Where Ive often seen BPO go a bit off the rails is in areas such as customer service outcomes, whose main stakeholders probably couldnt care less about an organizations cost structure. Indeed, the PC industry is rife with strong players who significantly eroded customer trust and loyalty with customer contact and field service failures arising in part from efforts to drive down costs.
The notion of performance management is used by world-class organizations to raise the bar for success; by focusing on outcomes that span functional areas, processes and information.
Toward proactive, agile execution
First, for our purposes, a working definition of performance management: It is the set of processes, information, technology and organization components, crossing traditional functional and operational boundaries that enable organizations to see opportunities, make decisions and execute tactically in a proactive, agile manner.
Now thats a mouthful and for this column Im going to focus at a high level on processes and information. However, the premise that BPO must manage elements in both a process-centric and process-interdependent fashion to understand its true impact is important, and I believe will start to differentiate the value that BPO providers can bring to the table. Lets take a closer look at two elements of performance management, those being process and information:
Process: A key focus area for performance management in BPO with characteristics that include:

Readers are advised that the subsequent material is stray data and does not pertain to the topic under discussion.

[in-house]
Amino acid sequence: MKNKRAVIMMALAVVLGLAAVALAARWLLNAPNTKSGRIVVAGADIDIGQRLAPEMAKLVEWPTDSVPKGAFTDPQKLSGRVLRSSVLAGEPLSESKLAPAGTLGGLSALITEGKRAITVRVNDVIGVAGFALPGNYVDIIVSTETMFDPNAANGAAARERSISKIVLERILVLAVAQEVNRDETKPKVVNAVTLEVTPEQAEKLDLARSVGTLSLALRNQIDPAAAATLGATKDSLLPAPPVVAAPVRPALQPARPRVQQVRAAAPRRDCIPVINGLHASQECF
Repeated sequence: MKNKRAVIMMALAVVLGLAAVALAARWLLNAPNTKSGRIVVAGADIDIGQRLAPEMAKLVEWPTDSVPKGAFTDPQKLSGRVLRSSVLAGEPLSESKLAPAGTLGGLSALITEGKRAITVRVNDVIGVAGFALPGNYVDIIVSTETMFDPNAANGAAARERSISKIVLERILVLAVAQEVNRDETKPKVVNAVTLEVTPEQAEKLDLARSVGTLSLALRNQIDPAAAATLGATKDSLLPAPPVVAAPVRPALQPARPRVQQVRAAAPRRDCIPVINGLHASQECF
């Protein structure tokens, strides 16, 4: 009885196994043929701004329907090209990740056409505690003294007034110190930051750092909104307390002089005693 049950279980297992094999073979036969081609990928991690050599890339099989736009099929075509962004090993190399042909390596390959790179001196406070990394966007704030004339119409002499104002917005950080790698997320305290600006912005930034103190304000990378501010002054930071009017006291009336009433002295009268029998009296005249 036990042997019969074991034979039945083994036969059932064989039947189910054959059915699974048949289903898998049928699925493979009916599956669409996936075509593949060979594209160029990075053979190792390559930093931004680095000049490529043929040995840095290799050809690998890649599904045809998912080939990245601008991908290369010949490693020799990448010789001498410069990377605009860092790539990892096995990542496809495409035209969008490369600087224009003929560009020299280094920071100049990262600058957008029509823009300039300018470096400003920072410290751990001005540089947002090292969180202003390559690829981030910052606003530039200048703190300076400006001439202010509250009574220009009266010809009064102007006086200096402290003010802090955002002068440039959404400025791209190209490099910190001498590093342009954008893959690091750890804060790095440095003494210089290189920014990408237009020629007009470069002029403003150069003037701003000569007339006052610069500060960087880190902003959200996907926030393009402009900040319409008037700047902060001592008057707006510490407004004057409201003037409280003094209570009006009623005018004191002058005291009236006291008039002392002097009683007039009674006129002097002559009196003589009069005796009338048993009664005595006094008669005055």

Customer contact centers integrating with field service are prime examples in BPO. The ability to gather and use traditional indicators such as average call time, resolution by service tier, and abandonment rates are still important but provide only part of the performance management picture.
Being able to peer under the covers and understand, for instance, whether customers are actively using new online self-service touch points, or if this part of the process is sub-optimal due to system latency or out-of-date information, has become just as important to a modern multi-channel contact center.
Even more important are measures that focus on customer outcomes versus the contact centers view of success. If the contact center resolves a customers problem by shipping a new part, but the part never gets to the customer or is itself defective, the contact center may have hit its KPIs but the organization didnt produce the desired customer outcome.